How to Cook for Herbivores
As a host, you must always be aware that not everyone shares your vampiric lust for blood. This week V is for vegetarian and we know how you feel, the prospect of a guest with any sort of dietary requirement is utterly terrifying. T’s mother is a genius, nay, wizard in the kitchen, but even she accidently sprinkled little chunks of bacon into the dauphinoise by accident before serving it to a gaggle of vegetarian friends. We live in fear of a grand cock-up such as this happening around our dinner table, but, alas it happens. Eating it is one thing, some of our favourite restaurants are veggie like Greens in Didsbury and Cranks down in Devon (who have the most fantastic cookbook if you are ever at a loss). However, the prospect of designing a veggie dish from scratch freaked us out too, but after some yoga breathing and half a Valium it all didn’t seem so frightening.
“Going veggie for as little as two days a week will reap serious health rewards and your digestive system will certainly thank you”
Vegetarian food is delicious and it’s a great way to shake up your cooking repertoire if nothing else. The internet is swarming with some exciting ways to eat your five a day, and you never should need to scrimp on sophistication. When hosting vegetarian friends, you should avoid serving them something half-hearted, or something that feels like an afterthought to your original menu. You don’t have to recreate a beef wellington in tofu, but something nice enough will go a long way. At a smaller gathering, we think it is even a nice idea to serve everyone the same veggie dish. I’m sure your other guests will cope with the lack of meat for one evening, and luckily, there are few blood thirsty carnivores left in polite society. And, to tell you the truth, vegetarian food is much easier to cook compared to meat, as well as being cheaper, healthier and much more environmentally aware to boot.
“This recipe contains hearty chunks of butternut squash, flavoured with thyme and sage for a cosy, perfumed, autumnal feeling while we still sit in wait for summer.”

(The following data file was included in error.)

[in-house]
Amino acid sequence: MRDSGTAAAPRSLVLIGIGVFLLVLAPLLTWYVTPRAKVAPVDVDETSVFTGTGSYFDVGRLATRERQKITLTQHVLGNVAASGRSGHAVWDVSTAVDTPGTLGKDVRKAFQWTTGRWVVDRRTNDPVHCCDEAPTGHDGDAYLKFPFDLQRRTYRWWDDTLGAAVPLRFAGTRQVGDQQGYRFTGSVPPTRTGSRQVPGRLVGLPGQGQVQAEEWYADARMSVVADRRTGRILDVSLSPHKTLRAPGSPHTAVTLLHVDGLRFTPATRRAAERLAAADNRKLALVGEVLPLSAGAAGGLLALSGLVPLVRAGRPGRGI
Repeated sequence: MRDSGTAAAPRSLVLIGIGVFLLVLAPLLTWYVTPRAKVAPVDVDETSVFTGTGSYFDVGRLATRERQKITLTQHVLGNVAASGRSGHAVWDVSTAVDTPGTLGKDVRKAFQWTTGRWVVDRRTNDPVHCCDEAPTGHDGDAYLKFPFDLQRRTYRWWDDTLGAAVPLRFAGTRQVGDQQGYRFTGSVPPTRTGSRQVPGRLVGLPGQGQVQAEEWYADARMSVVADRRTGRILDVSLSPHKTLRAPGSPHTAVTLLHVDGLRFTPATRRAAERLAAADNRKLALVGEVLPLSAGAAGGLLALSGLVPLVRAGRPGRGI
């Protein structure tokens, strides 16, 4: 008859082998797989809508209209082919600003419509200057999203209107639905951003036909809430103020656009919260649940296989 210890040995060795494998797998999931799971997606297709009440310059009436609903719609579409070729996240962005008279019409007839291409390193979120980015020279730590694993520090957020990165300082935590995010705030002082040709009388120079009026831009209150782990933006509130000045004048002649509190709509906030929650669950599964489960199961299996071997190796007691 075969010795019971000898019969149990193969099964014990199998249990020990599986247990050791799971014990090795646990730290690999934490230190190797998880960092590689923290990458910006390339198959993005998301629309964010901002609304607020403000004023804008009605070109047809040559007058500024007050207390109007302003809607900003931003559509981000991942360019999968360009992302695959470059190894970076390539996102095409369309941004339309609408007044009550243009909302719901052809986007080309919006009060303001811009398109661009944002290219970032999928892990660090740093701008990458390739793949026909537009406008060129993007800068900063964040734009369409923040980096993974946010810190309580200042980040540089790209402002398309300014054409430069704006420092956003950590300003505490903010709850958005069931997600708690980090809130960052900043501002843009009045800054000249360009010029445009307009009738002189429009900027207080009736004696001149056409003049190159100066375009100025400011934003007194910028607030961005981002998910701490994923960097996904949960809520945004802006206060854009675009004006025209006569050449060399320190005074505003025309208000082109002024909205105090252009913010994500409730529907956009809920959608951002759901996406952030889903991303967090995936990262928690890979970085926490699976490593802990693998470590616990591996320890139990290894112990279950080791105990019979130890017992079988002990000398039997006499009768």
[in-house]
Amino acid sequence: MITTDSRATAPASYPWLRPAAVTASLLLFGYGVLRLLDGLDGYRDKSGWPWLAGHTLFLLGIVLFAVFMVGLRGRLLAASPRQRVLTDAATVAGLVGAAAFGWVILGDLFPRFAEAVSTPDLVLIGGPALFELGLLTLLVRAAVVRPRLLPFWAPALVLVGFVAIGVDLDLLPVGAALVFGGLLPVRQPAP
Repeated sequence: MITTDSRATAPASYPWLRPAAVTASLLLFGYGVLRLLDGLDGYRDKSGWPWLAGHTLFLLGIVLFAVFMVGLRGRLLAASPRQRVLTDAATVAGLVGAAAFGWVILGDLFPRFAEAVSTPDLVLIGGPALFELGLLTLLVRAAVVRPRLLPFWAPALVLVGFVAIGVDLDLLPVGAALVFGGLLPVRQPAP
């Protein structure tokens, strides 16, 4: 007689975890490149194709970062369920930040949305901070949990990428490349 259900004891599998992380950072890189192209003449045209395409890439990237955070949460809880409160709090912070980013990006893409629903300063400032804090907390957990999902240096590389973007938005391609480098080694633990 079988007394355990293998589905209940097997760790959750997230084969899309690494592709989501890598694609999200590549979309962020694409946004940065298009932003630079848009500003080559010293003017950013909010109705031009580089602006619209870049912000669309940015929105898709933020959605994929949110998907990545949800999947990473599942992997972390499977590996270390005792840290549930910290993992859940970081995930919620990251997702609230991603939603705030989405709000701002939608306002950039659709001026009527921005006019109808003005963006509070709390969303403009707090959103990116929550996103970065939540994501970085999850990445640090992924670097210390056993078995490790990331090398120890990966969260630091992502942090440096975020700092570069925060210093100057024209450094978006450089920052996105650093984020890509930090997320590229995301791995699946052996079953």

Of course, we are cynical, but in all seriousness, we do not disrespect vegetarianism in the slightest. Everyone is entitled to their personal preferences and we will always try and take responsibility for what we eat and respect to the choices of those around us. All in all, it isn’t a bad idea to reduce your meat intake anyway, and to put ethics aside for one moment, going veggie for as little as two days a week will reap serious health rewards and your digestive system will certainly thank you.
This week’s dish is hearty, simple and unpretentious, ideal for a casual supper at home or a starter before the main event. The base risotto or risotto blanco (white risotto) is a great cooking skill to learn and once you have that cracked you can dress it up any way you want. This recipe contains hearty chunks of butternut squash, flavoured with thyme and sage for a cosy, perfumed, autumnal feeling while we still sit in wait for summer. White wine is a must, and it’s even a good idea to put a little in the risotto as it cooks, if you can bare to spare some. The blue cheese is optional, but it is a luxurious touch which is sure to impress your guests. However, if it isn’t for you, be sure to smother it in parmesan.
We kept things rustic this week and served directly from pan, to plate, to mouth. Sometimes keeping things as stripped back as possible really pays off and your guests will feed off the gorgeous relaxed atmosphere and wind down with you into the long weekend ahead. This is a really low maintenance recipe, so why not let your evening be as relaxed as possible? Hosting needn’t be a hassle, so just revel in your awesomeness.
Keep things relaxed this week. Breathe deeply, you can get through this if you look forward to that bacon sandwich you can yam in the morning. Or who knows, maybe you could go the whole hog marrow, and go veggie for life?
Lettuce pray for you,
Butternut squash risotto with blue cheese
1 onion, diced
3 cloves garlic, diced
2 medium butternut squashes, peeled and cut into chunks
500g Aborio risotto rice
300ml dry white wine
1L vegetable stock
Few sprigs of thyme
2 sage leaves, torn
Dash of double cream (optional)
50g grated vegetarian parmesan cheese
50g crumply blue cheese
Salt, olive oil and black pepper to taste
Preheat your oven to 180 degrees. Place the butternut squash on a baking tray and drizzle with olive oil and season. Pop them in the oven and roast for 30-40 minutes, turning half way.
Meanwhile, heat up a little olive oil in a heavy based pan, preferably a cast iron. Fry the onions and garlic over a medium heat until fragrant, adding tablespoons over water every so often to prevent burning. Once the onions and garlic are soft, add the risotto rice and fry for a further 5 minutes, stirring continuously. Season and add the herbs.
Add the white wine and let it burn off a little, stirring for one minute further. Then start adding the stock little by little. Put your spoon down and DO NOT STIR IT AT ALL. Let the rice absorb the stock each time before adding more. This process should take up to 20 minutes.
Once the rice as swelled and all the stock it gone, add the butter, parmesan, a dash of cream and a little more seasoning if it needs it. Add the squash, trying not to move the rice around too much and finally serve with crumbled blue cheese and a few sprigs of thyme.